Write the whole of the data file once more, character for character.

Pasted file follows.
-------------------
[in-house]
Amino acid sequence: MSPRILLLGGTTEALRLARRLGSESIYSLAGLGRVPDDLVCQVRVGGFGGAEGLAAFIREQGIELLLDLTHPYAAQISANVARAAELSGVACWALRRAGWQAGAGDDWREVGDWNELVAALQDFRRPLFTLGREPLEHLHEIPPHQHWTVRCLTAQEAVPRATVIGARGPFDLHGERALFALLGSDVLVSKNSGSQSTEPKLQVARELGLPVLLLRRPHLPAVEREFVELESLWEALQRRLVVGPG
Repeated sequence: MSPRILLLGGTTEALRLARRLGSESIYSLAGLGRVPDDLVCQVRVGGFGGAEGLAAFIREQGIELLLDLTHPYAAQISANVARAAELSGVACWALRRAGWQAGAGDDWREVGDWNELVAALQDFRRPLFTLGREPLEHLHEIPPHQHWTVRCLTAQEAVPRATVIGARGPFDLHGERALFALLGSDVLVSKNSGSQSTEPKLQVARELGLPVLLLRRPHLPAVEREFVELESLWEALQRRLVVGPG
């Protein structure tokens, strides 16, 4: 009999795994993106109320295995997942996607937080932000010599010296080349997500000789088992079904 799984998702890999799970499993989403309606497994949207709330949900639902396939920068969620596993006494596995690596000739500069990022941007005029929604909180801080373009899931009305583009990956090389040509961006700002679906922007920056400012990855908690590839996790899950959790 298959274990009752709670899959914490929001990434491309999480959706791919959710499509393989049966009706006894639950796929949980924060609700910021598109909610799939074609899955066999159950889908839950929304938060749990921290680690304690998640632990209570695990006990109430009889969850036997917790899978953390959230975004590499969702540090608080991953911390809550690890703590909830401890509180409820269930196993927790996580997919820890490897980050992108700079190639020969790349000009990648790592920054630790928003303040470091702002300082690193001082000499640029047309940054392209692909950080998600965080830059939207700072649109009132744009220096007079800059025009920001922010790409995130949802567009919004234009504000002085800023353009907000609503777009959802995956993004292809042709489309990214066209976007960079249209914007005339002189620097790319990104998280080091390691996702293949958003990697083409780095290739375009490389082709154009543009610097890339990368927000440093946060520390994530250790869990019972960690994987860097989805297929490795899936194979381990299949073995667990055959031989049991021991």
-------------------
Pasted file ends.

[in-house]
Amino acid sequence: MSPRILLLGGTTEALRLARRLGSESIYSLAGLGRVPDDLVCQVRVGGFGGAEGLAAFIREQGIELLLDLTHPYAAQISANVARAAELSGVACWALRRAGWQAGAGDDWREVGDWNELVAALQDFRRPLFTLGREPLEHLHEIPPHQHWTVRCLTAQEAVPRATVIGARGPFDLHGERALFALLGSDVLVSKNSGSQSTEPKLQVARELGLPVLLLRRPHLPAVEREFVELESLWEALQRRLVVGPG
Repeated sequence: MSPRILLLGGTTEALRLARRLGSESIYSLAGLGRVPDDLVCQVRVGGFGGAEGLAAFIREQGIELLLDLTHPYAAQISANVARAAELSGVACWALRRAGWQAGAGDDWREVGDWNELVAALQDFRRPLFTLGREPLEHLHEIPPHQHWTVRCLTAQEAVPRATVIGARGPFDLHGERALFALLGSDVLVSKNSGSQSTEPKLQVARELGLPVLLLRRPHLPAVEREFVELESLWEALQRRLVVGPG
């Protein structure tokens, strides 16, 4: 009999795994993106109320295995997942996607937080932000010599010296080349997500000789088992079904 799984998702890999799970499993989403309606497994949207709330949900639902396939920068969620596993006494596995690596000739500069990022941007005029929604909180801080373009899931009305583009990956090389040509961006700002679906922007920056400012990855908690590839996790899950959790 298959274990009752709670899959914490929001990434491309999480959706791919959710499509393989049966009706006894639950796929949980924060609700910021598109909610799939074609899955066999159950889908839950929304938060749990921290680690304690998640632990209570695990006990109430009889969850036997917790899978953390959230975004590499969702540090608080991953911390809550690890703590909830401890509180409820269930196993927790996580997919820890490897980050992108700079190639020969790349000009990648790592920054630790928003303040470091702002300082690193001082000499640029047309940054392209692909950080998600965080830059939207700072649109009132744009220096007079800059025009920001922010790409995130949802567009919004234009504000002085800023353009907000609503777009959802995956993004292809042709489309990214066209976007960079249209914007005339002189620097790319990104998280080091390691996702293949958003990697083409780095290739375009490389082709154009543009610097890339990368927000440093946060520390994530250790869990019972960690994987860097989805297929490795899936194979381990299949073995667990055959031989049991021991």